Q: My profession involves hiring and dealing with free-lance workers. This includes sending them, for cost estimates, materials that are later replaced by altered and/or corrected materials before their work can begin.

Besides requesting the return of such materials with the cost estimate, what am I to do with someone who runs amok with his task?

When I explained that any work done prior to the free-lancer's receipt of the final materials would not be acceptable, an unpleasant argument ensued. I was accused of treating a free-lancer like a child (because of my insistence that he have the correct materials to work with, I gather), and I found myself making threatening remarks. I did not, however, actually reassign the project to someone else.

Also, what can be done with someone who has provided unacceptable work, but then refuses suggestions or direction? In such a case, I feel compelled to take over the task myself, but would prefer to continue the working relationship.

Lastly, what is to be done with people who persist in (in fact, who insist on) explaining to me how I should do my job? Is "Oh, do you really think so?" a correct response?

I feel less than courteous in these situations, though I try to deal with them (both the people and the situations) as politely as possible. What can I do or say to maintain good working relationships for the duration of each project with such people, even if I am planning never to work with them again?

A: The disadvantage of all this talk about relationships among workers is that people tend to lose sight of the fact that there is a difference between the employers and the employed. Even the temporary bond between you and free-lance workers only exists if you choose to award them jobs.

Thus, good working relationships are nothing like social relationships among equals, or family relationships, such as are implied in the accusation of your treating the workers like children. A good working relationship is one in which the employer sets the terms, and the employe understands and accepts them.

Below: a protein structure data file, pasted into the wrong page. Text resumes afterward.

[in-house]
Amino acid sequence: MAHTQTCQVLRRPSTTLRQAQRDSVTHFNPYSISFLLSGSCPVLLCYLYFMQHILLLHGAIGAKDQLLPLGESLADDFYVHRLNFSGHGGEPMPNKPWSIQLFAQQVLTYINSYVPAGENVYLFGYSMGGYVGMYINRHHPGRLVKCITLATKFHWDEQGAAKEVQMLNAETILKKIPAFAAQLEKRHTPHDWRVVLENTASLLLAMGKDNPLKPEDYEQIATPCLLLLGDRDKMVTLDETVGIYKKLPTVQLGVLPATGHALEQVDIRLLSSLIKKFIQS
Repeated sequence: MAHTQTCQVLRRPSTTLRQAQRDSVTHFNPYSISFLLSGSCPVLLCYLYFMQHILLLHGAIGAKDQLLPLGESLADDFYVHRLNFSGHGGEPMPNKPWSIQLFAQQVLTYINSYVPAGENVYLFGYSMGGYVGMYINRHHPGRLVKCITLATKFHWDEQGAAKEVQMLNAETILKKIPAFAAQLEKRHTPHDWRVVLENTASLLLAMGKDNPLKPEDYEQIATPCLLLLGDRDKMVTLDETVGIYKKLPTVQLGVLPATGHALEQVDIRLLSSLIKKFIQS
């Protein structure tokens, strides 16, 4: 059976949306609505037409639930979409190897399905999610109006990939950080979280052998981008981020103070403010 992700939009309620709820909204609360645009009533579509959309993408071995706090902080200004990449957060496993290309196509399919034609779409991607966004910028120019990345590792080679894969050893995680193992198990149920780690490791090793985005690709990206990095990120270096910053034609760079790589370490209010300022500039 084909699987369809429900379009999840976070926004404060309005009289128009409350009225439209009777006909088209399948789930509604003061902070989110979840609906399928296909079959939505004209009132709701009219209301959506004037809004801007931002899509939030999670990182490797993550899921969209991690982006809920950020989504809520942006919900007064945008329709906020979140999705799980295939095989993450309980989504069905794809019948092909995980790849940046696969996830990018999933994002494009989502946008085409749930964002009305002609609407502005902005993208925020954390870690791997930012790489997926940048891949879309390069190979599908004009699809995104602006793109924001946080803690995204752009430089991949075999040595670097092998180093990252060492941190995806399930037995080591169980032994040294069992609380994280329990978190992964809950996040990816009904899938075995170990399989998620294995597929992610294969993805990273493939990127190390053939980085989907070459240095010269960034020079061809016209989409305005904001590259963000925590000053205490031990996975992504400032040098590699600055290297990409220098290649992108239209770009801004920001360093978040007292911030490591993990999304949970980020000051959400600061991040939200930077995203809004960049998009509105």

If your rules are such that competent people do not compete for your jobs, you ought to reconsider them. But if such is not the case, you are under no obligation to open them, or your own job performance, to debate by your free-lancers.

The courteous but businesslike thing to say is, "I'm sorry, but these are the terms of the job, and if you find them unacceptable we will not be able to work together."

Q: We are a middle-aged couple and have recently moved to Miami. We have taken up the game of golf at the area's many beautiful public courses.

Almost every weekend we meet other couples at random on the courses and are paired off with them by the club starters. Without fail, the other couple always introduces themselves as "We're Joe and Edith" or "We're Sally and Bob," never giving a last name.

Being raised in the Southwest, where introductions such as "I am Bob Jones and this is my wife, Mary," are correct, it is very embarrassing and awkward for us to accept this form of introduction, even though we are aware that possibly we will never see the couple again.

At one point, my husband said, "I didn't catch your last name" and was given a mumbled response.

Is this typical for this part of the country? We are made to feel as if they don't trust us enough to give a last name, they feel it isn't important or they just don't know good manners in introductions.

A: Miss Manners, who spends an increasing amount of her time and emotional energy deploring the instant usage of first names in the adult world, with its phony veneer of instant friendship and kindergarten denial of dignity, nevertheless recognizes another possible factor here.

The trouble with a proper introduction, such as you correctly describe, is that it is, indeed, an introduction. People with whom you are accidentally thrown, neither of you seeking the other's company, may not wish to treat this as the beginning of a friendship. Thus by withholding their surnames, they are protecting some privacy while seeming to meet you.

It is, Miss Manners agrees, a silly way of making a social compromise. But she advises you to let it pass.